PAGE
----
Who was Elizabeth Fry?
Nearly 200 years ago, Elizabeth Gurney Fry, a Quaker, entered Newgate Prison in England. She found women prisoners and their children being held in degrading conditions. For the next 30 years, she devoted her life to changing those conditions. Before her death in 1845, she had inspired the formation of groups of women visitors in every major prison housing women in Britain, and forced the recognition of the need to house women prisoners in separate institutions staffed by women. In her capacity as an expert on the need to change conditions for women in prison, she was consulted by governments and prison authorities in places as distant and disparate as Russia and Australia .
Elizabeth Fry was born in 1780 in England. Her grandfather, the Scottish theologian, Robert Barclay, played an important role in defining early Quaker beliefs. It was fortunate for all concerned that Quakers believed in the equality of women (250 years before women won the vote); otherwise, Elizabeth Fry's unusual talents in the area of prison reform might never have been realized.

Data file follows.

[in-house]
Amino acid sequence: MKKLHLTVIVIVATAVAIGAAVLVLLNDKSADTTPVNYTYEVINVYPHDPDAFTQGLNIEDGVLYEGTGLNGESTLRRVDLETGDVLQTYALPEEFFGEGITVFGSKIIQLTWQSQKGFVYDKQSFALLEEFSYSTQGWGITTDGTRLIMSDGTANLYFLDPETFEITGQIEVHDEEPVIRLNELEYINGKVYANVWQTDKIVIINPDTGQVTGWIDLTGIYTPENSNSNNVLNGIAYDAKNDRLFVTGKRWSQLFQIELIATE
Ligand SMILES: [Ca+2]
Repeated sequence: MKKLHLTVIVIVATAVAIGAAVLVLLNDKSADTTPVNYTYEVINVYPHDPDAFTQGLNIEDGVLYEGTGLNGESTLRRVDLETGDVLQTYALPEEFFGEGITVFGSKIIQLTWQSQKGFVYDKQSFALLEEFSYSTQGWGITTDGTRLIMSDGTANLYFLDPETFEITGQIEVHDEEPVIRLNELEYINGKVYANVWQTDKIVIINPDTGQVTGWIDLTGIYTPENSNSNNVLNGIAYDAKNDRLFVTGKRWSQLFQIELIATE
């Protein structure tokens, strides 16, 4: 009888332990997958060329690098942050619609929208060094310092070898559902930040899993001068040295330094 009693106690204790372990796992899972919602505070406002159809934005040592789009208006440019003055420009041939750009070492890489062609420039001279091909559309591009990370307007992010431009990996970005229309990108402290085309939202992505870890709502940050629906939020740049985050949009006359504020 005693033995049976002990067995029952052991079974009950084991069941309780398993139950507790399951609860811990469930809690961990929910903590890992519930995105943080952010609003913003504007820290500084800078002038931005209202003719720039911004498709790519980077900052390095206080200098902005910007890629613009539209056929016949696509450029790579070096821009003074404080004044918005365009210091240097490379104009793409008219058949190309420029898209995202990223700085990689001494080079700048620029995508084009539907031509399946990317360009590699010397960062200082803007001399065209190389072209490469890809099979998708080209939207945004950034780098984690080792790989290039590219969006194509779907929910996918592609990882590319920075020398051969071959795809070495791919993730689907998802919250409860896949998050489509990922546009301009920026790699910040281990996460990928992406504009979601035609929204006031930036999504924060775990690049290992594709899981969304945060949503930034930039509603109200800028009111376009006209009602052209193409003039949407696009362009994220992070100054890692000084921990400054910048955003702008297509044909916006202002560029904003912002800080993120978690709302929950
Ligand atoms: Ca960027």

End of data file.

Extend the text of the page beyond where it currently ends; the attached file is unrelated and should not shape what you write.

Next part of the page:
Her insight, persistence and organizational ability, and her willingness to see a "divine light" in every person, resulted in striking reforms to the manner in which women and children were imprisoned in London's Newgate Prison. She was soon regarded by many as a leading expert in prison reform and a strong proponent of humane treatment for prisoners.
Inspired by the efforts of Elizabeth Fry and her friends, women in Canada come together in her name to ensure the dignity of each woman and to effect reforms in the correctional system. The first Elizabeth Fry Society was established in Vancouver in 1939. Today, there are 21 Elizabeth Fry Societies across Canada. Volunteerism is an essential part of Elizabeth Fry work and both volunteers and professional staff are involved in program and service delivery.